Wednesday, 20 May, 2009 Technology
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GPS Satellite System May Fail by 2010

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The government of the United States said that the worldwide network of satellites that constitute the Global Positioning System (GPS) might fail by the year 2010. A lot of people today depend on the satellite navigation network that provides directions for users while they drive in their cars or using mobile phones.

The system could fail because of two main problems: mismanagement and a lack of investment. The first satellite that was supposed to replace the 20-year-old system was scheduled for launch in 2007, but it will only be ready by November 2009. Experts still cannot give any details on whether the satellites that are in orbit today will keep the GPS running efficiently until its replacements will be ready.

A study conducted by the U.S. government accountability office (GAO) states that the satnav system might fail by 2010. The system has already shown its side effects, showing the wrong direction to 1 in 3 motorists that stuck in unusual or/and dangerous places.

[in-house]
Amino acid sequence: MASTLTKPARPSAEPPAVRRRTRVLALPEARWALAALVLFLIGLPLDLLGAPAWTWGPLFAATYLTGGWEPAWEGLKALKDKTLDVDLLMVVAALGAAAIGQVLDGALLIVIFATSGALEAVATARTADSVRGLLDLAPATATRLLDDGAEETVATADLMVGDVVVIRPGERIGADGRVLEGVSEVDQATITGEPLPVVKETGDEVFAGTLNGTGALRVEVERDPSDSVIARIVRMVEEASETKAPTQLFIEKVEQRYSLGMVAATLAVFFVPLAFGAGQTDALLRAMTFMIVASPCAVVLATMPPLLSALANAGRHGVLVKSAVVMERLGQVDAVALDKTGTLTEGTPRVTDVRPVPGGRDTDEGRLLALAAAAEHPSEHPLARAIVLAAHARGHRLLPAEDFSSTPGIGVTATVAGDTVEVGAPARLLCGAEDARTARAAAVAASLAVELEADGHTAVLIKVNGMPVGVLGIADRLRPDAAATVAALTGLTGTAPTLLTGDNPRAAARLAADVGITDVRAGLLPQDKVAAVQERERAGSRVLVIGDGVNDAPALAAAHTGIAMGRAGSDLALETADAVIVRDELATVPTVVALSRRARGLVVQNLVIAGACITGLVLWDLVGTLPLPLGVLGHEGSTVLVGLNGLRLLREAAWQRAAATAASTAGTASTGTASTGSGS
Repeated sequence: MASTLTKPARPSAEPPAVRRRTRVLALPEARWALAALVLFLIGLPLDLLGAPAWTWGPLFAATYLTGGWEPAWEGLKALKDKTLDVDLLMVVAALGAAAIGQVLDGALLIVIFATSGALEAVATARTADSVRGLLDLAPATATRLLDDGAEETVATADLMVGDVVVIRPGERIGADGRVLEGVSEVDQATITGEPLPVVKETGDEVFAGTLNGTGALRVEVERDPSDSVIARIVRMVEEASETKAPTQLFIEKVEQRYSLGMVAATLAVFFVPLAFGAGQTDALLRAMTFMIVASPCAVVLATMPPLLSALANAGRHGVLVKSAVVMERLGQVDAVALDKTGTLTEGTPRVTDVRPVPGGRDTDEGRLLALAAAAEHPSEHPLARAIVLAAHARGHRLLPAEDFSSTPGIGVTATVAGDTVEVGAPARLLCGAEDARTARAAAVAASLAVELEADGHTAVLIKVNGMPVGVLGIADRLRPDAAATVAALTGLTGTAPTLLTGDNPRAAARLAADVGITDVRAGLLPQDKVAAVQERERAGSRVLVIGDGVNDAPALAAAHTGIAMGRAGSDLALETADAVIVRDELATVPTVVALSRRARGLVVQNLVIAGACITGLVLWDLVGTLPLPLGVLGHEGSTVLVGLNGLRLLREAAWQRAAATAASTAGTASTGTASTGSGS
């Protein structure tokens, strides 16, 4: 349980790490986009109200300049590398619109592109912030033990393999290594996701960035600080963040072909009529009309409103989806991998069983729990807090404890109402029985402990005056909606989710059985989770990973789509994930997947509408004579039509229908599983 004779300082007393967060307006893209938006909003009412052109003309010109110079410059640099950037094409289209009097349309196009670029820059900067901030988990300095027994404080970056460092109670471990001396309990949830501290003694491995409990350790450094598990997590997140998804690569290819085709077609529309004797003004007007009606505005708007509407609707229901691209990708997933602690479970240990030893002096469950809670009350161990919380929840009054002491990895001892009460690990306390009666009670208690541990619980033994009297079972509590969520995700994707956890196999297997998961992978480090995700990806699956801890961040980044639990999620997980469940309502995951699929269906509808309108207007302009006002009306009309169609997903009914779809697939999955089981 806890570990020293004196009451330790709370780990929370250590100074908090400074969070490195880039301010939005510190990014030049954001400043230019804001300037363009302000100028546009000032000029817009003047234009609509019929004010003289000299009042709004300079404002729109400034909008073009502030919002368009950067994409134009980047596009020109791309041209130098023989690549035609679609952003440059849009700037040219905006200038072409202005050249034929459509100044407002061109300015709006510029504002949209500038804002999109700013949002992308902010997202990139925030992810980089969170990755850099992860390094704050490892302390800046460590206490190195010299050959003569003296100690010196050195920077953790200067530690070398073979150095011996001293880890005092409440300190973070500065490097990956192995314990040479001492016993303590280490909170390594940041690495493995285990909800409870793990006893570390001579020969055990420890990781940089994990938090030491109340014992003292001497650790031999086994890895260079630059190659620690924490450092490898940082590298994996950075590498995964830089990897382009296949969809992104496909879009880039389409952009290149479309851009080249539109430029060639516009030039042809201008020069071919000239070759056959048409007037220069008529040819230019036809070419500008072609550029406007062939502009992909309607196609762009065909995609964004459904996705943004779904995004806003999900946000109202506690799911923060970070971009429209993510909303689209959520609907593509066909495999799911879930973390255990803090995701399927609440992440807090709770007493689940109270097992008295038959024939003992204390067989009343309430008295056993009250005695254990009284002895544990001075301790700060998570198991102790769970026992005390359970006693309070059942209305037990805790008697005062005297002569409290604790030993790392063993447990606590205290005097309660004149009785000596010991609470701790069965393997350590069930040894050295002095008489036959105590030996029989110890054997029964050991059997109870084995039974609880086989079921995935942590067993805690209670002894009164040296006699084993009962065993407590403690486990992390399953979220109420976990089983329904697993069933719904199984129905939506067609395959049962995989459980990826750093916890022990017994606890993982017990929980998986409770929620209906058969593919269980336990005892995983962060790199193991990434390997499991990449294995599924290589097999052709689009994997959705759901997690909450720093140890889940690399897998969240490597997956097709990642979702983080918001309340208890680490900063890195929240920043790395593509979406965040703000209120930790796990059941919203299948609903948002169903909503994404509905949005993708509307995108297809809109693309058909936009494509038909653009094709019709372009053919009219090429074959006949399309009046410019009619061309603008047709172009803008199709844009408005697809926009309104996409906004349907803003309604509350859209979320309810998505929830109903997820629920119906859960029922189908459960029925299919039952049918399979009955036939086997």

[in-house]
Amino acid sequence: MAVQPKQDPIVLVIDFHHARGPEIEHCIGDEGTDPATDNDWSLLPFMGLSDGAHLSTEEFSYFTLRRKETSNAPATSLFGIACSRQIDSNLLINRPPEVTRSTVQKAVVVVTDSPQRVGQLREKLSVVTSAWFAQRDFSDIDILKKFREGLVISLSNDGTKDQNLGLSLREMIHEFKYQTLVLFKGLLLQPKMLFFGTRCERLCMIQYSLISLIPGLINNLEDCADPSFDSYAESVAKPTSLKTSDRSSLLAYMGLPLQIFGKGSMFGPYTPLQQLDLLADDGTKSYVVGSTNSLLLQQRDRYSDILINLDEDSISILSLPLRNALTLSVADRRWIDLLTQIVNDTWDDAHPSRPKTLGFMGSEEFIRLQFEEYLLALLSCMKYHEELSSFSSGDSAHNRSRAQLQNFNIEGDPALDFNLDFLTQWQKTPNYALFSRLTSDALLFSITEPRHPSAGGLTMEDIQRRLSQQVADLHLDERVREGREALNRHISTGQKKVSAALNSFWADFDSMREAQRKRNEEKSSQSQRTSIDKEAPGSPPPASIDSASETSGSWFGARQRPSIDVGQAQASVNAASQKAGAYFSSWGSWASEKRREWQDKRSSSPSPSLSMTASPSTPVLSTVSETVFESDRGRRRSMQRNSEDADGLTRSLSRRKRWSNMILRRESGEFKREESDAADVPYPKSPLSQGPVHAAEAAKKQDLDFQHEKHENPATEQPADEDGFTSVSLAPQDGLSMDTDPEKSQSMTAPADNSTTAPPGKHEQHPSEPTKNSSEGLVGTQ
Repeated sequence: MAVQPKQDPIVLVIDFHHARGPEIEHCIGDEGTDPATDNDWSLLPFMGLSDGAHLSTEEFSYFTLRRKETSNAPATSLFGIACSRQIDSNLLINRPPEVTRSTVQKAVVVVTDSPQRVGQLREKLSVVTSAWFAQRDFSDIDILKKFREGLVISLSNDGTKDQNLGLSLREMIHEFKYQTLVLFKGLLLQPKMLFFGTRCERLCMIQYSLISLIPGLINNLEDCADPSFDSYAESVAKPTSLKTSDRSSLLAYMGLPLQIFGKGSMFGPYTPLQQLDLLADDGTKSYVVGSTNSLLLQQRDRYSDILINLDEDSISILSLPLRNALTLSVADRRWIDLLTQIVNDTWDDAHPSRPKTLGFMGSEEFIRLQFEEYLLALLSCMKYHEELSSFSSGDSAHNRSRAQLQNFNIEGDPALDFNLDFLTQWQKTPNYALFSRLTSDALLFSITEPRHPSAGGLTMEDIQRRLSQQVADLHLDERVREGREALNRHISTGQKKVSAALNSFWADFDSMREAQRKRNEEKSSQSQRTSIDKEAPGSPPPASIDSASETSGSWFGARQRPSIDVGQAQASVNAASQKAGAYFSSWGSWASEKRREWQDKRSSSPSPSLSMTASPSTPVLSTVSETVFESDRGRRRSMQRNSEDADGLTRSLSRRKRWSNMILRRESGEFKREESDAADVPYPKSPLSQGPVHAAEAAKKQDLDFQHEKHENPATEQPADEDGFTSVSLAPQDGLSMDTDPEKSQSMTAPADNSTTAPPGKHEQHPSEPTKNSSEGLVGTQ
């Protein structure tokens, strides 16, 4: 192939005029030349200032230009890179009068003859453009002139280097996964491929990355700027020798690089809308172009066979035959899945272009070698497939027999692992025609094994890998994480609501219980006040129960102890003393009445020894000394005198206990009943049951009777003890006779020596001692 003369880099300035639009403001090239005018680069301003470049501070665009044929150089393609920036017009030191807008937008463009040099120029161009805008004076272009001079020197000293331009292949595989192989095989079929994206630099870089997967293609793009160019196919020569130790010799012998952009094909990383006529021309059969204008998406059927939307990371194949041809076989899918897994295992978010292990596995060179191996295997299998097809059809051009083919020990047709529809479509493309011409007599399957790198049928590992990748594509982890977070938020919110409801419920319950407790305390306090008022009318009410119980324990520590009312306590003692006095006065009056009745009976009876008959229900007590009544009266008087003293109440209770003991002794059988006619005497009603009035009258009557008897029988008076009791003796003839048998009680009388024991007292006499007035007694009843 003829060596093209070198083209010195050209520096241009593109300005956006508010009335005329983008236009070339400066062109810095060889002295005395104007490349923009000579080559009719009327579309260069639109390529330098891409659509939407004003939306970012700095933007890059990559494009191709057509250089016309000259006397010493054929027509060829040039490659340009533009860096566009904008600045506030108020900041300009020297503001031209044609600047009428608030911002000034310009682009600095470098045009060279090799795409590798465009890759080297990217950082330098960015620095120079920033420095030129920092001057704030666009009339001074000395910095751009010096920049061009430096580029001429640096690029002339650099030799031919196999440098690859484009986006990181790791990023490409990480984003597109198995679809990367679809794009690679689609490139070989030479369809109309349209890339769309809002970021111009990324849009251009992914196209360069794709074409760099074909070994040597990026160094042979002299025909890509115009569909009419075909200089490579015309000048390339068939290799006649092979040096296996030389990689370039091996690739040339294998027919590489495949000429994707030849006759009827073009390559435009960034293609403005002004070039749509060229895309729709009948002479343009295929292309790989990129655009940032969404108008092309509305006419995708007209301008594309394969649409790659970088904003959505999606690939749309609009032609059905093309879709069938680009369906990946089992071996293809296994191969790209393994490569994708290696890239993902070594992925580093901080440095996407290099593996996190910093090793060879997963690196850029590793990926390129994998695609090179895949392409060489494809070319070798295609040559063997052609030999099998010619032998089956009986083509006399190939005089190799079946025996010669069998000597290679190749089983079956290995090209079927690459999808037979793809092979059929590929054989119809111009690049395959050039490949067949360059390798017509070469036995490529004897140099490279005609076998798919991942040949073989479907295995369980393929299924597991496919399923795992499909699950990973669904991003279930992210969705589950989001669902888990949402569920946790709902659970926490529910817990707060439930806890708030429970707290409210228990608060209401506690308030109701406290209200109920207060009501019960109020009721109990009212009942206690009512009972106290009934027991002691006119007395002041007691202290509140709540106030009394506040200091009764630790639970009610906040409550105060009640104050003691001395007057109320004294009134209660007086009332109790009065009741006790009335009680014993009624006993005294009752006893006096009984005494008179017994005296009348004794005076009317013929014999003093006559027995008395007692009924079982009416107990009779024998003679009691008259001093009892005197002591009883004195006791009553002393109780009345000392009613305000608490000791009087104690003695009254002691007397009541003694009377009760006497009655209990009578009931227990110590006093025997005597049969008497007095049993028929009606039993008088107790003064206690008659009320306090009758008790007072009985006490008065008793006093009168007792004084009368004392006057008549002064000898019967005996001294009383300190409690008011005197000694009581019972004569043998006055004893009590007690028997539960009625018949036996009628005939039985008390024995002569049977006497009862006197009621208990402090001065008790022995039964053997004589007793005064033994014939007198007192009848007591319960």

The signals sent by the network of GPS are monitored by the U.S. Air Force. Due to the fact that the U.S. Air Force did not succeed in keeping the system up to date, it was highly criticized by the U.S. government accountability office in one of its latest reports. Despite the fact that Air Force spends about $2 billion in order to keep the system running properly, the GAO stated that the regular delays along with overspending could lead to the failure of the entire system.

"It is uncertain whether the Air Force will be able to acquire new satellites in time to maintain current GPS service without interruption," said the report. The failure of the system could bring serious consequences, including problems linked with national security and defense. Troops abroad will not be able to map and track enemy targets and collect valuable information.

In addition, besides providing drivers the right directions, the GPS technology allows tracking offender's locations using electronic tagging devices.

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